So heartbroken was LeBron James after Friday's dramatic loss to the Jazz that the Heat's rugged forward put to words his dejection in the immediate hours after the game.
"Man I have a sick feeling in my stomach right now! Really wanted tonight's game. I just had to make one more dang play out there," James wrote on Twitter as the team departed Salt Lake City, and all of its fresh and searing memories, for Los Angeles and Sunday's much-hyped game against the Los Angeles Lakers.
If nothing else, James' reflexive mood after the 99-98 defeat to the Jazz offered a refreshing glimpse of humanity, something often lost amid his polished public persona of sponsorship responsibilities and image-conscious marketing strategies.
Of course, James' critics and detractors will spin it differently.
In reality, there was not much more James could have done against the Jazz, save for making the game-winning shot. He scored 35 points, including 17 in the fourth quarter, to go along with 10 rebounds, six assists and three blocks. In a remarkable fury of basketball genius, James knocked down 11 of his final 12 shots to put the Heat in position to win a game it didn't seem to care much for winning from the opening tipoff.
After all, the Jazz out-rebounded the Heat 50-23, including 27-8 on the offensive glass.
Still, James brooded.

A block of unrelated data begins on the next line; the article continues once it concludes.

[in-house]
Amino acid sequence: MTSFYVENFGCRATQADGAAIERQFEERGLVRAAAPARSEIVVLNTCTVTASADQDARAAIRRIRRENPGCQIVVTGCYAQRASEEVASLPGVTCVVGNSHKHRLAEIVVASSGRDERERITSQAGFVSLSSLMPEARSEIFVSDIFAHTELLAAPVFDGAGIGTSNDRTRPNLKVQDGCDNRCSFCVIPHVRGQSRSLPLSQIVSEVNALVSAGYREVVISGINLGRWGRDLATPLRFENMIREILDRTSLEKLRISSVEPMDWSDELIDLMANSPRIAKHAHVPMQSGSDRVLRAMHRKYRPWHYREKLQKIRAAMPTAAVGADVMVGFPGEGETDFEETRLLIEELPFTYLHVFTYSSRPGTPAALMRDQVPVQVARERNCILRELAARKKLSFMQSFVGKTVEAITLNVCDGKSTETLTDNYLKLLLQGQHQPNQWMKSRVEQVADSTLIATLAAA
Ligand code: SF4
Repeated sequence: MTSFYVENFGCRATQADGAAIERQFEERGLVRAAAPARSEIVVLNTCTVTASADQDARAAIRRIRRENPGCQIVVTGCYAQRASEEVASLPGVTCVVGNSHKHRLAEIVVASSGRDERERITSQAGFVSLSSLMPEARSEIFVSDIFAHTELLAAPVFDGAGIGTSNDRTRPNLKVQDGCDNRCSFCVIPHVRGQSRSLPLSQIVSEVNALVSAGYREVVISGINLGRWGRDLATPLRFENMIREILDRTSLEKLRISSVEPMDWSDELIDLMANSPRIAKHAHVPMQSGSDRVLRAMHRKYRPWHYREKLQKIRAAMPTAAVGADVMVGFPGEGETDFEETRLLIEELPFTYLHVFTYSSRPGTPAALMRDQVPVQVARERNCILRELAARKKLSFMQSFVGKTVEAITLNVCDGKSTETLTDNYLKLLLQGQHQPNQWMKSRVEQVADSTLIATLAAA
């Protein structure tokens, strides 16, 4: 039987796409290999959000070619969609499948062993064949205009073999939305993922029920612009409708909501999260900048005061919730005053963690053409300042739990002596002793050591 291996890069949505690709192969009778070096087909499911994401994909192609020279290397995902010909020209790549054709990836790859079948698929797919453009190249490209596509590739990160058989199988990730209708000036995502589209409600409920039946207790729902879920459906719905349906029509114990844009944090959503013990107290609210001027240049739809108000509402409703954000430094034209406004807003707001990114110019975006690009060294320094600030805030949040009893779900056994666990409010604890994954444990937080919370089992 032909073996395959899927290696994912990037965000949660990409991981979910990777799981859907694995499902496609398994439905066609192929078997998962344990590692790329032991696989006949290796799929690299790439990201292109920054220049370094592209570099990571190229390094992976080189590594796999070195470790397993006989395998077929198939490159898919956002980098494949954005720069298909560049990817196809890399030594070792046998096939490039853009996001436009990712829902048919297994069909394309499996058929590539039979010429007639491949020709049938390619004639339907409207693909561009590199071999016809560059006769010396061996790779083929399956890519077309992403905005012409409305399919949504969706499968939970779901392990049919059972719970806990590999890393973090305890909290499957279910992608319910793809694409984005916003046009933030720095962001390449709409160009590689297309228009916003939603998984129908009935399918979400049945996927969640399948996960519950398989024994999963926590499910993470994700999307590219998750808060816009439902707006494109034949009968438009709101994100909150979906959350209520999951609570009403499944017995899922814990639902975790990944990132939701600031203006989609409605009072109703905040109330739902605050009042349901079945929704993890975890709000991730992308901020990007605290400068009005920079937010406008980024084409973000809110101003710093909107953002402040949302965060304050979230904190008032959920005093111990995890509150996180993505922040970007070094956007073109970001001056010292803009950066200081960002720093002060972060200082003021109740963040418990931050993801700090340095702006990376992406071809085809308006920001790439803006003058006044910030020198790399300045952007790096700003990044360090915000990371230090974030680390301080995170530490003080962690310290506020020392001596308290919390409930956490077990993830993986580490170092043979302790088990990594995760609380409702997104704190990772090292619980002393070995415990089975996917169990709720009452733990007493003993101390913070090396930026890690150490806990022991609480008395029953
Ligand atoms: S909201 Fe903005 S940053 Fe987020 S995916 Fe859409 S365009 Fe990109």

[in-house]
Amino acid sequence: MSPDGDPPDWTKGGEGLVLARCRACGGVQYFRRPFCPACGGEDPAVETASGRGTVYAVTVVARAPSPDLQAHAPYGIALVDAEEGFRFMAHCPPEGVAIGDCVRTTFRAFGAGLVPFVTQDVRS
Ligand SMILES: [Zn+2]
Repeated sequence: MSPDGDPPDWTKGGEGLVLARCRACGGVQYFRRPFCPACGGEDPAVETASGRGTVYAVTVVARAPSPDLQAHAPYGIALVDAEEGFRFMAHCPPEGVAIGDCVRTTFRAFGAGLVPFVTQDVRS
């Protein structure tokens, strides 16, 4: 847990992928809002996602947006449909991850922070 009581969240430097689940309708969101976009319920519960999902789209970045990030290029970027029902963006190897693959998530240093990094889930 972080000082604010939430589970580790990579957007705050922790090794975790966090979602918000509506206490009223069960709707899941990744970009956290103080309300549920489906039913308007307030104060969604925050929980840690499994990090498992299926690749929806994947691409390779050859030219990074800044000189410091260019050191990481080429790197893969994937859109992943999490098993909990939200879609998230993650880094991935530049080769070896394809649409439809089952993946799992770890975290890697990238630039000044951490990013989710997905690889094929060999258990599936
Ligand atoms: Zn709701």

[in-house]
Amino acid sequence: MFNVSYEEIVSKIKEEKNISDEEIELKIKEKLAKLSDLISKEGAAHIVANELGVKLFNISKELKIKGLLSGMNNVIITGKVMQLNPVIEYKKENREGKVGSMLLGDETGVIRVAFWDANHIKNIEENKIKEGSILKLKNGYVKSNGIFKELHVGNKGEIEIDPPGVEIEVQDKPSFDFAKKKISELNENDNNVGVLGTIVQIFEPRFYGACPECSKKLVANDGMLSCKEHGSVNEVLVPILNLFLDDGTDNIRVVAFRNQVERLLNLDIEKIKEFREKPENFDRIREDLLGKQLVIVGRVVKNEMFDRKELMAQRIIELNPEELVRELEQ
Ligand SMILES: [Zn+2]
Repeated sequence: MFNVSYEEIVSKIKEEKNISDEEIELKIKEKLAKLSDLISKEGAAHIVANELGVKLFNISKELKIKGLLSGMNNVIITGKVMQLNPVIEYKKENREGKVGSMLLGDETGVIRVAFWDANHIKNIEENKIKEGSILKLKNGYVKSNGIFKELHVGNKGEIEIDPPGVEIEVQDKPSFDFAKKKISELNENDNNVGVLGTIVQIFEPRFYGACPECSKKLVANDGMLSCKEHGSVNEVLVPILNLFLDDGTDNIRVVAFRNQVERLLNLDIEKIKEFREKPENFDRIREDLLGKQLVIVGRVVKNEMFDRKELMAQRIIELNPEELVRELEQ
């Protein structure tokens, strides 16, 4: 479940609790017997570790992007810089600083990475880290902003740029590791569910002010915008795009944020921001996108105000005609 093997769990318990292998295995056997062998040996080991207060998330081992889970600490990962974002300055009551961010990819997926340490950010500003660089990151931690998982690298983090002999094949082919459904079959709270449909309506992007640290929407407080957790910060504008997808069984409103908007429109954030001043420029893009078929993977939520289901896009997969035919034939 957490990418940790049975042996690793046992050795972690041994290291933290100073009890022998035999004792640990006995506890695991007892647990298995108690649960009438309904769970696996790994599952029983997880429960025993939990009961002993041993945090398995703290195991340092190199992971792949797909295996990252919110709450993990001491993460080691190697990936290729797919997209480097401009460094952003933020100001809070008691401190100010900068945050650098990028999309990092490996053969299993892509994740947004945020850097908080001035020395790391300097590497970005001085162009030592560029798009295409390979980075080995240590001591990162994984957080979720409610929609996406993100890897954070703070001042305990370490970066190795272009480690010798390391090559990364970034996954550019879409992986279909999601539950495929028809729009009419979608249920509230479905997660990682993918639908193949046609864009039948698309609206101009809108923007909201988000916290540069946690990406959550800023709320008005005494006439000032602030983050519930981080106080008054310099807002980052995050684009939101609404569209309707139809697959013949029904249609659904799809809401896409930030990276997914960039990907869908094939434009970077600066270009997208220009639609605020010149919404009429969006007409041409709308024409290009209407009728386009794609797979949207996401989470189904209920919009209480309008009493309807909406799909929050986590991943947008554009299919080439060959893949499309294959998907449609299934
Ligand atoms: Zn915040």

"A stop, rebound, a shot, assist, a block, whatever it took. I fell short again!" James wrote on Twitter, where his thoughts are followed by more than 3.75 million people.
If it was the spoken hope of Heat coach Erik Spoelstra to move past the circumstances of the Heat's first loss in more than three weeks -- and, after the game, Spoelstra certainly tried his best in that regard -- then James' sorrowful tone on Twitter only added to what has become the NBA's most campy of soap operas: Is James scared to take a game-winning shot?
Just as he did in the final seconds against Utah, James passed instead of shot in the waning moments of last Sunday's All-Star Game. Add those decisions to James' fourth-quarter efforts in last season's NBA Finals and you have the meat of a narrative that will dominate the media coverage of Sunday's nationally televised game against Kobe Bryant and the Lakers, and then resurface every time the Heat finds itself in a close game.
"We don't want it to become a story line and we won't let it," Spoelstra said Friday night.
Unfortunately for Spoelstra, such things are out of his control.
"There will be opinions out there," Spoelstra said. "None of those opinions will matter in our locker room.
"I'm sure there will be a lot of speculation."
After Friday's game, Jazz forward Josh Howard certainly did his best to throw gasoline on the bonfire.
"I guess [James] felt there was too much pressure on him," Howard said.
That ever-present undercurrent, plus the recent history between Bryant and Dwyane Wade, should provide more than enough side-show fodder for the TV producers of Sunday's game at Staples Center. Before Friday, the backdrop for the Heat's second and final game against the Lakers this season, of course, was the fractured nose of Bryant.
Wade broke Bryant's nose during the All-Star Game, and the foul was deemed overly aggressive and unnecessary by Bryant's teammates in the days after the incident. For his part, Wade offered an apology.
Bryant is averaging 34.5 points since the All-Star break and Wade expects Bryant's injury to provide extra motivation Sunday.
"It makes him focus in a little more," Wade said. "And he enjoys adding a something little extra to his resume."
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